Hi just been reading ur lovely story and wud like to let u know i am also hand-rearing a wild baby rabbit shes about 4 weeks old now and i have been feeding her kitten milk, she is growing nicely and is a very cute, energetic and bouncy little bunny. I would like to ask u wat did u start feeding scamp to get him onto solids???

    • Tamsin says:

      Hiya, Scamp started off with eating hay, which I used for bedding so he’d always have something close, he particularly like the soft end bits and the seeds. He also had dried grass, dandelion and blackberry leaves. Once he started drinking less milk I introduced rabbit pellets just one or two a day at first. Good luck with your little one 🙂

  5. Lisa says:

    Happy Birthday Scamp! That is a great story. Look at the little baby in the palm of your hand!!!

    I’m so glad you kept him. It would have been too hard to let go.

  6. Charlotte says:

    What a story Tamsin, I had no idea. I had wondered about how Scamp came to be with you. I know you are right about wild animals / wild homes and agree absolutely, but in this case Scamp seems to be having an amazing life with you, it’s just lovely to read.

    Have you ever read The Private Life of the Rabbit? A study about a wild rabbit population in the ’50s. It’s really good. Some heartbreaking stuff about myxi but a real insight into rabbit behaviour.


  7. Kim says:

    Hi, I have just read your lovely story about Scamp. I have aquired a baby rabbit who has been named ‘Stitch’ who we think, judging by it’s size could be 5 weeks or more. We have been feeding kitten milk which he (or she) eagerly suckles at feeding time and I have started leaving freshly picked grass and dandelion leaves in his? cage too. I know everything advises against keeping wild rabbits as pets and I have been in a dilemma as to when to release him but am very reluctant to as firstly, although we are quite rural and regularly have bunnies on the lawn, we have a lot of cats near us, two of them I have seen with bunnies in their mouth and secondly, Stitch has a damaged back leg and I’m concerned that he may not survive when released. He (I am calling him he but it’s too early to tell what sex he is) is very happy when he’s fed to snuggle up and have a little sleep. He happily comes out of his bed when we go to see him to have a nose so again, I’m not sure he will survive in the wild and fter reading your story it is evident that given the right care Stitch could survive in captivity.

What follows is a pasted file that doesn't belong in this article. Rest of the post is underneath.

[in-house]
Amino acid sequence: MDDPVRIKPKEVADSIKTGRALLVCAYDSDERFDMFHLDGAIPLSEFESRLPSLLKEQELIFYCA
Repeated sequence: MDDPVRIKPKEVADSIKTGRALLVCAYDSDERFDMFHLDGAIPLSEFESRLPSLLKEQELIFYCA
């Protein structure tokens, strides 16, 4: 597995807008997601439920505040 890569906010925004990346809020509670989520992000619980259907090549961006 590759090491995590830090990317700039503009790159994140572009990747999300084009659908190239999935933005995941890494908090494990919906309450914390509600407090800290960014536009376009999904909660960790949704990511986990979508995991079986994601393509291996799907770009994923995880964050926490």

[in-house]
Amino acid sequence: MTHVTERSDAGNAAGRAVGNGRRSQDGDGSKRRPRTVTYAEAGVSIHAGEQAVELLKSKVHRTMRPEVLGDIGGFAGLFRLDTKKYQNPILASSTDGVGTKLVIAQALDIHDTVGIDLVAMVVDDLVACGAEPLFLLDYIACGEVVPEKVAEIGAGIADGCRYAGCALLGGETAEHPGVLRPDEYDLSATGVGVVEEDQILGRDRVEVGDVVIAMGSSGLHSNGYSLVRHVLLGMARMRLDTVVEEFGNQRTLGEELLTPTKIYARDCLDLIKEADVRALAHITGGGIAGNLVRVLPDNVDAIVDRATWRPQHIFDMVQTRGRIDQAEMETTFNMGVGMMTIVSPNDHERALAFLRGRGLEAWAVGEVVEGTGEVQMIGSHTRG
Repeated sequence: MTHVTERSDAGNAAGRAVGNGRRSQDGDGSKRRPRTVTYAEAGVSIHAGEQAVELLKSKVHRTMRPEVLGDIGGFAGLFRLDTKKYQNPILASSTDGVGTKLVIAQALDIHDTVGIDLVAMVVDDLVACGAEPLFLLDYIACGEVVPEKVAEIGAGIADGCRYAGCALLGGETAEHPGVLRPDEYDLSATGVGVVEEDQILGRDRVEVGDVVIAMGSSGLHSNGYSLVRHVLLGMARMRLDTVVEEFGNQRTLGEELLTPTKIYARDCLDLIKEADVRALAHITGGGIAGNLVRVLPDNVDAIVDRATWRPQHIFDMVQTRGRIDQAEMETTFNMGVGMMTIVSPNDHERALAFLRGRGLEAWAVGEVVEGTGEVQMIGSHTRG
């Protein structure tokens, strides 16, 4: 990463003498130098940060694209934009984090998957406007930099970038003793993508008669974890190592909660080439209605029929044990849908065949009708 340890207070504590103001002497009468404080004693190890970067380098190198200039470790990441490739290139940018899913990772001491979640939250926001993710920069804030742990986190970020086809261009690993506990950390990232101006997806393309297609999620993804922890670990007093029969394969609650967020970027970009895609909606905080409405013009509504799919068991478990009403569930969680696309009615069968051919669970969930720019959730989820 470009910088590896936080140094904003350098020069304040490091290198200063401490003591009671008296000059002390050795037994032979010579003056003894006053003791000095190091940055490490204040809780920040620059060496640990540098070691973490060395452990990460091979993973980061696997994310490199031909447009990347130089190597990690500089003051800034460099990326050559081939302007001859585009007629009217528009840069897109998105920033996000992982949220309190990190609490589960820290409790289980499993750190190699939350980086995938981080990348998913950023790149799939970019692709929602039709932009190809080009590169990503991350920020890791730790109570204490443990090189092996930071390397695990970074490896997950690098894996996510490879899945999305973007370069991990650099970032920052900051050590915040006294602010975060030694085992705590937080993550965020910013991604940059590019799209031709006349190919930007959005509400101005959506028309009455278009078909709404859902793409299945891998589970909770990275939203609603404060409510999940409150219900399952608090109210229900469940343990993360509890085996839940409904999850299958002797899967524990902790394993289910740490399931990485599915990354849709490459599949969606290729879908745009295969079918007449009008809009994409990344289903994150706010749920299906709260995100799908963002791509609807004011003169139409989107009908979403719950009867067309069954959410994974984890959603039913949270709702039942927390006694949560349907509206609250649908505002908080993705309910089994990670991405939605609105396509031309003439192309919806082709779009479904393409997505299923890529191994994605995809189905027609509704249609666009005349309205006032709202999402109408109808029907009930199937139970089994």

• Tamsin says:

      Hi Kim, rabbits need to be in top condition to survive in the wild so if he has a permanent disability he’s probably not a good candidate for release. If you can’t keep him yourself you might be able to find a wildlife sanctuary with other unreleasable residents he could join. At 5 weeks he should be eating solids so grass or hay (or a mix). You might need to start reducing the milk gradually too. I watered down Scamp’s over a couple of weeks to wean him. As you’ve read Scamp can be a bit of a handful and needs a lot of space and attention but he’s certainly worth it.

  8. Bridget says:

    What a great story! Scamp is a special boy, no doubt. So sad about his siblings.
    🙁 Visit my blog sometime — we have a litter of 5 siblings that did have the benefit of their mama, but that we also helped “raise”. (she was a rescue bunny that I had NO IDEA was pregnant and it was a very big surprise, but we ended up keeping them all). Your blog has great info about bunny care.

  9. Zoe Taylor says:

    We found a litter of 4 wild rabbits under our shipping container, we raised them for 2 weeks, until one got injured, we didn’t know what to do, called Fawner, only to find…we couldn’t keep them :(, was a heafty 10K per animal…sadly we had to turn them in, but they had their own personalities, one was very cheeky and out going.

  10. Zoe Taylor says:

    Also…Happy Birthday Scamp! xox